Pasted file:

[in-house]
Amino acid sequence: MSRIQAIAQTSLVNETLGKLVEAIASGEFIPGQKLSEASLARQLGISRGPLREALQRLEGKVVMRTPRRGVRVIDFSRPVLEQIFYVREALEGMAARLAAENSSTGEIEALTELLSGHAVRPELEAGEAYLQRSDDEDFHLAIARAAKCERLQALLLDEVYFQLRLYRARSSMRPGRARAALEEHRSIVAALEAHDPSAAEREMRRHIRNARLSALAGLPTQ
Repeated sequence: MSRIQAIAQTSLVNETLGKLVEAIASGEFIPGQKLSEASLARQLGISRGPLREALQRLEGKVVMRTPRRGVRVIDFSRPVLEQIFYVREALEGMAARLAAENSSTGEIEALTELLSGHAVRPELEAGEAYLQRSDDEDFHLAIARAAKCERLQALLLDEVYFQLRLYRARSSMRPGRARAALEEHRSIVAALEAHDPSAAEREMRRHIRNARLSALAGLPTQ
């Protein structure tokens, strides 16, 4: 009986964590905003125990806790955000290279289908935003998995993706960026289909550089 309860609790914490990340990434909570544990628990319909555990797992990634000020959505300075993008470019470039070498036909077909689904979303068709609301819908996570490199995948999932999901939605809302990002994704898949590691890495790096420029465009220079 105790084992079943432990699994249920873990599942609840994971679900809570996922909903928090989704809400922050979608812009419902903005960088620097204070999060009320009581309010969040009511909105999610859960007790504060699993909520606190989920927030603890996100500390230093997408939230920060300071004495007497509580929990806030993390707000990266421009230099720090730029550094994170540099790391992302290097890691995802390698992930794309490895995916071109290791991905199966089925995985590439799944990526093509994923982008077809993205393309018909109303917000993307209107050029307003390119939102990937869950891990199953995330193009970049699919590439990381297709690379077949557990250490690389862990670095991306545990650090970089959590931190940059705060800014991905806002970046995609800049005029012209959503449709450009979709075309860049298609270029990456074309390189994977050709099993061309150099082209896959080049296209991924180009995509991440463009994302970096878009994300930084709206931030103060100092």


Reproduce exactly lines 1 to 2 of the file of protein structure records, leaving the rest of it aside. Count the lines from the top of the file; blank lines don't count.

[in-house]
Amino acid sequence: MSRIQAIAQTSLVNETLGKLVEAIASGEFIPGQKLSEASLARQLGISRGPLREALQRLEGKVVMRTPRRGVRVIDFSRPVLEQIFYVREALEGMAARLAAENSSTGEIEALTELLSGHAVRPELEAGEAYLQRSDDEDFHLAIARAAKCERLQALLLDEVYFQLRLYRARSSMRPGRARAALEEHRSIVAALEAHDPSAAEREMRRHIRNARLSALAGLPTQ